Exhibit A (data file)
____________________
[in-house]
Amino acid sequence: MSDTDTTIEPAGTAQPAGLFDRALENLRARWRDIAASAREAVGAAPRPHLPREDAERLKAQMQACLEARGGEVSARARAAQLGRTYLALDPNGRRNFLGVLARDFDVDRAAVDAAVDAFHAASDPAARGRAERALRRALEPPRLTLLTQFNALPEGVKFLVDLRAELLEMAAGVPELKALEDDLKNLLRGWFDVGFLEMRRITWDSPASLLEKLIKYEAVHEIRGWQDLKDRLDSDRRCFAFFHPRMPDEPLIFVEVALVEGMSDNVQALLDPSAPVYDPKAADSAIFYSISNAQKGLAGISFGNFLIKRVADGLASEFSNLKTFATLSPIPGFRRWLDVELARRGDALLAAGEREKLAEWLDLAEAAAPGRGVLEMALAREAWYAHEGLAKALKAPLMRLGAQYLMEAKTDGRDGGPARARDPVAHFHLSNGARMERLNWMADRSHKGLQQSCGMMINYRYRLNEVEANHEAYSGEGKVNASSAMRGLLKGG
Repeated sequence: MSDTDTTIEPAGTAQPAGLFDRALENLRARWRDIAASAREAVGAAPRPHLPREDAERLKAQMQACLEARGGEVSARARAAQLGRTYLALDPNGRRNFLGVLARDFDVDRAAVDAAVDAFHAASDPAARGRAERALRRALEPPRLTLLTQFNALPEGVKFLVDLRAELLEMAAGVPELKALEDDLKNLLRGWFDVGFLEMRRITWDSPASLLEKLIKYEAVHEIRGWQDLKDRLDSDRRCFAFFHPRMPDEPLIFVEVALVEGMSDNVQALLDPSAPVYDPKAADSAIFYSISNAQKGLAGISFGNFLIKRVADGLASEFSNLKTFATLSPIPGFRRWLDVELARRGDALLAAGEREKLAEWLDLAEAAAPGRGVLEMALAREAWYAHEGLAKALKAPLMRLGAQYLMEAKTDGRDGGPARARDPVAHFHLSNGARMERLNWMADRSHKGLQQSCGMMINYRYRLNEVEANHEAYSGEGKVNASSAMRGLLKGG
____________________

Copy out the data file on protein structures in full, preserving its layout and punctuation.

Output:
[in-house]
Amino acid sequence: MSDTDTTIEPAGTAQPAGLFDRALENLRARWRDIAASAREAVGAAPRPHLPREDAERLKAQMQACLEARGGEVSARARAAQLGRTYLALDPNGRRNFLGVLARDFDVDRAAVDAAVDAFHAASDPAARGRAERALRRALEPPRLTLLTQFNALPEGVKFLVDLRAELLEMAAGVPELKALEDDLKNLLRGWFDVGFLEMRRITWDSPASLLEKLIKYEAVHEIRGWQDLKDRLDSDRRCFAFFHPRMPDEPLIFVEVALVEGMSDNVQALLDPSAPVYDPKAADSAIFYSISNAQKGLAGISFGNFLIKRVADGLASEFSNLKTFATLSPIPGFRRWLDVELARRGDALLAAGEREKLAEWLDLAEAAAPGRGVLEMALAREAWYAHEGLAKALKAPLMRLGAQYLMEAKTDGRDGGPARARDPVAHFHLSNGARMERLNWMADRSHKGLQQSCGMMINYRYRLNEVEANHEAYSGEGKVNASSAMRGLLKGG
Repeated sequence: MSDTDTTIEPAGTAQPAGLFDRALENLRARWRDIAASAREAVGAAPRPHLPREDAERLKAQMQACLEARGGEVSARARAAQLGRTYLALDPNGRRNFLGVLARDFDVDRAAVDAAVDAFHAASDPAARGRAERALRRALEPPRLTLLTQFNALPEGVKFLVDLRAELLEMAAGVPELKALEDDLKNLLRGWFDVGFLEMRRITWDSPASLLEKLIKYEAVHEIRGWQDLKDRLDSDRRCFAFFHPRMPDEPLIFVEVALVEGMSDNVQALLDPSAPVYDPKAADSAIFYSISNAQKGLAGISFGNFLIKRVADGLASEFSNLKTFATLSPIPGFRRWLDVELARRGDALLAAGEREKLAEWLDLAEAAAPGRGVLEMALAREAWYAHEGLAKALKAPLMRLGAQYLMEAKTDGRDGGPARARDPVAHFHLSNGARMERLNWMADRSHKGLQQSCGMMINYRYRLNEVEANHEAYSGEGKVNASSAMRGLLKGG